Yoga With Kitty: Demystify Your Fear

We welcome a new member to our team: Kitty Billings! She brings to us all that she’s learnt from her many trainings in yoga, pranic healing, and ayurveda (an Indian healing system).

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Inversions create stillness. When, I’m not quite centred in myself, it’s like a mirror.

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When was your first yoga class?
14 years old and I went with my mum to a Hatha class. It was with a lot of older women, so I was flexible in comparison. I remember at the end in Savasana (relaxation pose) how peaceful I felt and that was something that kept me going back.
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How would you describe what yoga means for you in three words?
Food: my daily food
Life: a way of life. There’s not one second that goes without a yoga philosophy or a yoga breath.
Journey: it’s not a destination; it’s one breath at a time. For me, that gives me a lot of freedom and surrender when I get injured or when I’m sick. Every day can be so incredibly different that I take each day as it comes.
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What do you gain from your practice?
The deeper you go in yoga the more you get out of it. You can look at alignment and the physical form and how that changes and evolves. But really the magic is in your internal world, how the energy shifts through.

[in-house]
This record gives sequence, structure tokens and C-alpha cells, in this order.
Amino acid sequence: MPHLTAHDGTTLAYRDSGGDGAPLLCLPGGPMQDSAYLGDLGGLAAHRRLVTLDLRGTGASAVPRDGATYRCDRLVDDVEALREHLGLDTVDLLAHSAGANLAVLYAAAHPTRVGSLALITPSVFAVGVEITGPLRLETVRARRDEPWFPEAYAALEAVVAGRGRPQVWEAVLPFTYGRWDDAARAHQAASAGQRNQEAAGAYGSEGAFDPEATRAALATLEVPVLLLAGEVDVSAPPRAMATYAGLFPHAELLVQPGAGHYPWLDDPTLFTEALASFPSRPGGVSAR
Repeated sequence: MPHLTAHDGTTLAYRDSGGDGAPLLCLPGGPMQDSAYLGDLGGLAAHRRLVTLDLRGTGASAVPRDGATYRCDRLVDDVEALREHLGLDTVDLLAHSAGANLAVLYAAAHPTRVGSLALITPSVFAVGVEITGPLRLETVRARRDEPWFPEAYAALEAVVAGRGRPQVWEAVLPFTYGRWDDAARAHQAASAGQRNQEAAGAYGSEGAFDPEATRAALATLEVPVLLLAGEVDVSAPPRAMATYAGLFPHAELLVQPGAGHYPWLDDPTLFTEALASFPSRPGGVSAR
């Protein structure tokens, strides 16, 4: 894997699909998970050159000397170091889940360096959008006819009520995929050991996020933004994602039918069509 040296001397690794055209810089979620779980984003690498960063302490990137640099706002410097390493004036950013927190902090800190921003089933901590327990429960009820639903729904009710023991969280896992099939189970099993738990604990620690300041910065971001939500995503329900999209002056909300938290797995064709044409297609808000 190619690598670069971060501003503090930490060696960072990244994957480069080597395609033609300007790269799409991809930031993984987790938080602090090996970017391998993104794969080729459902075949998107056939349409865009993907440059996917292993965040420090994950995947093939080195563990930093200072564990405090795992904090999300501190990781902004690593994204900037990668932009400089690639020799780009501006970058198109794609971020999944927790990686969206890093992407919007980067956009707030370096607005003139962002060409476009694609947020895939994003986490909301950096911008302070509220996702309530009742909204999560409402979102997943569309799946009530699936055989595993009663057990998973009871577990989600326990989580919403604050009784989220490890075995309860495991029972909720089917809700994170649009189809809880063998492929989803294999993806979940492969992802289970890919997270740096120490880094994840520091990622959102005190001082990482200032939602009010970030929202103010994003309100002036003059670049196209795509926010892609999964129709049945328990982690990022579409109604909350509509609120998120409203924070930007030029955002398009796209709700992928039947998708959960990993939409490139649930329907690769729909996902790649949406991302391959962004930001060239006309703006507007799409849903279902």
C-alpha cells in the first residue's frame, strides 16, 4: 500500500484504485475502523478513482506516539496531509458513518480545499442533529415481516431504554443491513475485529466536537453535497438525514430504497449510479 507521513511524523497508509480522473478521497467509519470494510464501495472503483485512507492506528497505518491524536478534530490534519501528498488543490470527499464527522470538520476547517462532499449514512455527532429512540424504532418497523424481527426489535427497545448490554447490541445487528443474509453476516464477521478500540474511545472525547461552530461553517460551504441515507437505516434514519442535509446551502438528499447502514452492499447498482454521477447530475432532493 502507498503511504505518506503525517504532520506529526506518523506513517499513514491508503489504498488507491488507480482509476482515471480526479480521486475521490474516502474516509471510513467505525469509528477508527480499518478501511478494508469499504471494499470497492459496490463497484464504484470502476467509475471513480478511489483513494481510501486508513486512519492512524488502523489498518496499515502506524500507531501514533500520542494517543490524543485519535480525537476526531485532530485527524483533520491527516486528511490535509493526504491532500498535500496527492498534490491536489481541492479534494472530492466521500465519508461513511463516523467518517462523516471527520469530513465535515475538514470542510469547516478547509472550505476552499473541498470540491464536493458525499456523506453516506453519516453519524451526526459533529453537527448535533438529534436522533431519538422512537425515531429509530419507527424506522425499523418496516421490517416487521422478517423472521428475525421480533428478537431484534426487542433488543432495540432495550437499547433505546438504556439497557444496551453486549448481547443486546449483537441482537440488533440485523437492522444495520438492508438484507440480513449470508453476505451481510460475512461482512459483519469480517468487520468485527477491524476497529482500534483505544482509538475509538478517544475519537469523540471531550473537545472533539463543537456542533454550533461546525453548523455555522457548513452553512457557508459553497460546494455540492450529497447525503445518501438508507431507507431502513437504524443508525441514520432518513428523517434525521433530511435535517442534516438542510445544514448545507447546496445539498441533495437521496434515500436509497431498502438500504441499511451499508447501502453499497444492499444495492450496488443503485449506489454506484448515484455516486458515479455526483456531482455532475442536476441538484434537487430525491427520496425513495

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What will you be teaching at Flow Yoga Bristol?
Power Yoga on Wednesday evenings (5:15-6:15) But I do really love teaching Yin as well. In my own practice I do the two – the power flow in the morning to wake everything up get the energy moving internally and externally. And the Yin to soften and come inwards again after the outwards expansion into the world.
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What’s your favorite yoga pose?
At the moment it’s Sirsasana (headstand). At the moment I really love it and I’m getting excited It’s great to do all the movement to get warmth in your toes and fingers and toes in this weather. Something about the stillness that’s created in inversions…I’m really loving exploring my boundaries in that.
When I’m not quite centered in myself that’s like a little mirror, it’s quite confronting.
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I feel a lot of teachers in Bristol avoid teaching headstand because of not wanting to exclude beginners. What are your thoughts?
We can be so powerful with our words. All it takes is for one teacher to use the word “dangerous” and then students store it in the body. When you break it down you realise there’s not that much weight on the head.
I really love demystifying fears for people – why do you think you’re scared of it? Why do you think you can’t do it? That’s how I’ve overcome challenges in my personal practice. And the benefits far outweigh the rest.
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